National Post (National Edition) - - FRONT PAGE - SA­MAN­THA SCH­MIDT


The ex­tended fam­ily mem­bers all lived within yards of each other, in a small vil­lage near a river bank in Pak­istan’s largest prov­ince, Pun­jab.

It was in this vil­lage in Muzaf­farabad, a sub­urb of the city of Mul­tan, where the first of two rapes took place.

A daugh­ter of the fam­ily, around the age of 12 or 13, was cut­ting the grass in nearby fields on July 16 when a teenage boy cov­ered her with a cloth and raped her, po­lice said. The boy was a 16-year-old rel­a­tive.

In the days that fol­lowed the rape, the fam­ily’s el­ders gath­ered in shock and an­guish, seek­ing to re­solve what hap­pened.

But mourn­ing soon led to vengeance. The el­ders — who ef­fec­tively served as the fam­ily’s “pan­chayat,” or vil­lage coun­cil — de­cided jus­tice should be served as re­venge. They in­structed the vic­tim’s brother, who is about 16, to rape the teenage sis­ter of the at­tacker in re­turn for his crime, said Ah­san You­nis, head of the Mul­tan city po­lice.

So the 16-year-old brother fol­lowed suit, as­sault­ing the teenage girl in his fam­ily’s home and ef­fec­tively car­ry­ing out what You­nis called a “re­venge rape.”

Two rapes, within two days, all in one ex­tended fam­ily. It turns out the first as­sailant’s father is a brother of the sec­ond as­sailant’s grand­fa­ther.

“They are vic­tims and ac­cused at the same time,” You­nis said Thurs­day. “It’s bar­baric.”

In­deed, the case was shock­ing. But it was not en­tirely un­heard of — such “hon­our” crimes still take place in some parts of Pak­istan and In­dia. What made this case dif­fer­ent was that some­body spoke up, and author­i­ties took ac­tion.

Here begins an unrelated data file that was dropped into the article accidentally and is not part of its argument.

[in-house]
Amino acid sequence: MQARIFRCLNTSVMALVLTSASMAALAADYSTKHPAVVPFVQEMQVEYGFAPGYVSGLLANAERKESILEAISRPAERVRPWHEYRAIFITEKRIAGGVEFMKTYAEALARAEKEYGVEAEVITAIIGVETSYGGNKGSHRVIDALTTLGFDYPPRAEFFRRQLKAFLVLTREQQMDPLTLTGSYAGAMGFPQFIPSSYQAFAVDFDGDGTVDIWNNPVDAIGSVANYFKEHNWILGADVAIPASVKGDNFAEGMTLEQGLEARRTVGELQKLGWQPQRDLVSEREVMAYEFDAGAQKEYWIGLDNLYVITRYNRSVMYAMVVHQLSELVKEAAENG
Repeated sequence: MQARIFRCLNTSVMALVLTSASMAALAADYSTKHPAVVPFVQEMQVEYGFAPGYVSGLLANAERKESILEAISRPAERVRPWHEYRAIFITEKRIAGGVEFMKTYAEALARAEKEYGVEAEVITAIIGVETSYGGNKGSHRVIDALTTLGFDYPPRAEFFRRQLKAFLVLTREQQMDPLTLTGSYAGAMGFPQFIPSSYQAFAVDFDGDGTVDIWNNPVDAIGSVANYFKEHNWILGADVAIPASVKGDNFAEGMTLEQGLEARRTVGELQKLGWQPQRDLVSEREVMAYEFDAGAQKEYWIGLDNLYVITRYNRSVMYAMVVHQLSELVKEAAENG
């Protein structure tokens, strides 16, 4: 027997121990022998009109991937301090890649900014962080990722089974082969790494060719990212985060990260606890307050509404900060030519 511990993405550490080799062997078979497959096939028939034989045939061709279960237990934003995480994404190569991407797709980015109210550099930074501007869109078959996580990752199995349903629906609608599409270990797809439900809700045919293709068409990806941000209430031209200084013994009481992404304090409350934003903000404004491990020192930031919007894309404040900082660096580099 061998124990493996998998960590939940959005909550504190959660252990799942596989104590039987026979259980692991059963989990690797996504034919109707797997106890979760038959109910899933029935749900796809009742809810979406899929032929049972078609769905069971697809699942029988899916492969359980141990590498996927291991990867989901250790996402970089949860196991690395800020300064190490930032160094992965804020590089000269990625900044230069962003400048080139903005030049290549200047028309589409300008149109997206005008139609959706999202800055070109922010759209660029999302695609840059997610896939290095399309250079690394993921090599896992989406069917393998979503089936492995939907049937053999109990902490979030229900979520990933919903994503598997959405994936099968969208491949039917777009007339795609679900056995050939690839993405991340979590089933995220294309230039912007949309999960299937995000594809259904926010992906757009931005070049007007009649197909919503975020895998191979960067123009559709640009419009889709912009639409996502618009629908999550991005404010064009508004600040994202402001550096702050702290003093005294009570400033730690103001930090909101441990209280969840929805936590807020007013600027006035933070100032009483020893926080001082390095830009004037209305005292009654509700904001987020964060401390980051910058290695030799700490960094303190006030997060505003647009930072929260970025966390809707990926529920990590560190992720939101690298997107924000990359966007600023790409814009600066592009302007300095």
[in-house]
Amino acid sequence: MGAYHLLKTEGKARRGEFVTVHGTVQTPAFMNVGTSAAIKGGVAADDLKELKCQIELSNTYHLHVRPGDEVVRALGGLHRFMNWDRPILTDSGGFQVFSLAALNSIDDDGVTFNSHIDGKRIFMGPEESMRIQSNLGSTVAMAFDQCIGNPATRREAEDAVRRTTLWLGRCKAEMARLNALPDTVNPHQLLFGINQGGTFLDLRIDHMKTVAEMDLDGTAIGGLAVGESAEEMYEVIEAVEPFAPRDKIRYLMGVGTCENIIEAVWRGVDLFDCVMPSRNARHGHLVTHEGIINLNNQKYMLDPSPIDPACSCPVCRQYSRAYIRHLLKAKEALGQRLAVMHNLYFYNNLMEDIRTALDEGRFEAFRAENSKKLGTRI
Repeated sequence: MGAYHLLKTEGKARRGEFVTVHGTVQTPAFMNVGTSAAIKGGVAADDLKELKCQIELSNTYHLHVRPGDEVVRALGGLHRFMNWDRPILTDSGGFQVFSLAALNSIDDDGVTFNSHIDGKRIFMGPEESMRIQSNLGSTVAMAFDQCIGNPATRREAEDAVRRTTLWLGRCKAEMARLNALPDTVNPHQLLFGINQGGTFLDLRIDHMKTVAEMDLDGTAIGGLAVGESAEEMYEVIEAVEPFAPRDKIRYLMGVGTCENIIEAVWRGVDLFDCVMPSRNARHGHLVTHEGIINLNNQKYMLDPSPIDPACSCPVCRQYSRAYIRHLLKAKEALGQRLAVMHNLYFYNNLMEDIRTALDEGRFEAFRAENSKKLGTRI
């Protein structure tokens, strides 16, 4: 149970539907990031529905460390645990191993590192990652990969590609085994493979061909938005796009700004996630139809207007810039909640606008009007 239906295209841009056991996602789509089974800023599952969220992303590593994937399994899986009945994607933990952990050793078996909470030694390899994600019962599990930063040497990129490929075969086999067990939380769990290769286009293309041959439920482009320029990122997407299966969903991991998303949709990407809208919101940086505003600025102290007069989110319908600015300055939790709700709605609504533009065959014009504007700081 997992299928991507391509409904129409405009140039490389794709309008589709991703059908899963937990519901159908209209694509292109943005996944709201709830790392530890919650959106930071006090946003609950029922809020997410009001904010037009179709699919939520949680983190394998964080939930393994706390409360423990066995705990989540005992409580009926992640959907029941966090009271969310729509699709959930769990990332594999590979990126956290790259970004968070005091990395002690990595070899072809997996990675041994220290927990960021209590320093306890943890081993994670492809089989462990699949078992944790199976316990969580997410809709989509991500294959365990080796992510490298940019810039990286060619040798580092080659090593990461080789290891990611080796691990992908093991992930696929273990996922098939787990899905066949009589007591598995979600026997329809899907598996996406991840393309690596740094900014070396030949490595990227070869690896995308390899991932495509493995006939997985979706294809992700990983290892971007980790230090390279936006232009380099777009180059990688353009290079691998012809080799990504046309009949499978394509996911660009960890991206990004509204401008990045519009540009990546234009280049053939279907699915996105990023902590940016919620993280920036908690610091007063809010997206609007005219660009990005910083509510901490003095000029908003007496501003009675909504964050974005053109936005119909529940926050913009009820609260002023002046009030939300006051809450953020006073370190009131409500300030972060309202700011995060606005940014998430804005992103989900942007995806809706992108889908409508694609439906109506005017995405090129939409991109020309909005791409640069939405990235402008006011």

The rapes were re­ported to the Vi­o­lence Against Women Cen­tre in Mul­tan, and author­i­ties pur­sued the ar­rests of the two men ac­cused. But as they in­ves­ti­gated the cases, po­lice learned there were dozens of ad­di­tional fam­ily mem­bers in­volved, You­nis said.

Author­i­ties or­dered the ar­rests of 29 peo­ple — all mem­bers of the ex­tended fam­ily. Of those, 25 are in cus­tody, in­clud­ing the first of the ac­cused as­sailants.

Fam­ily mem­bers ad­mit­ted to po­lice the sec­ond rape was or­dered as re­tal­i­a­tion for the first. But they as­serted the de­ci­sion was a con­sen­sual one be­tween the two fam­i­lies.

A rep­re­sen­ta­tive from the Vi­o­lence Against Women Cen­tre told the Pak­istani news­pa­per Dawn that the mother of the first ac­cused man of­fered ei­ther of her two mar­ried daugh­ters to set­tle the score, on the con­di­tion the first vic­tim’s fam­ily would not take le­gal ac­tion against her son. But the el­ders, the pan­chayat, de­manded she hand over her un­mar­ried teenage daugh­ter to be raped as pun­ish­ment.

The two men ac­cused of rape could face the death penalty, You­nis said, but “that is up to the court.”

The “re­venge rape” has spurred out­rage in Pak­istan and prompted the coun­try’s chief jus­tice early Thurs­day to or­der the in­spec­tor gen­eral of Pun­jab po­lice to sub­mit a re­port re­gard­ing the case, ac­cord­ing to Dawn.

It has shed light on the con­tin­ued preva­lence of the pan­chayat sys­tem, an in­for­mal vil­lage gov­er­nance sys­tem in which vil­lage lead­ers have been known to set­tle dis­putes over women with forced mar­riages, ston­ings and other pun­ish­ments.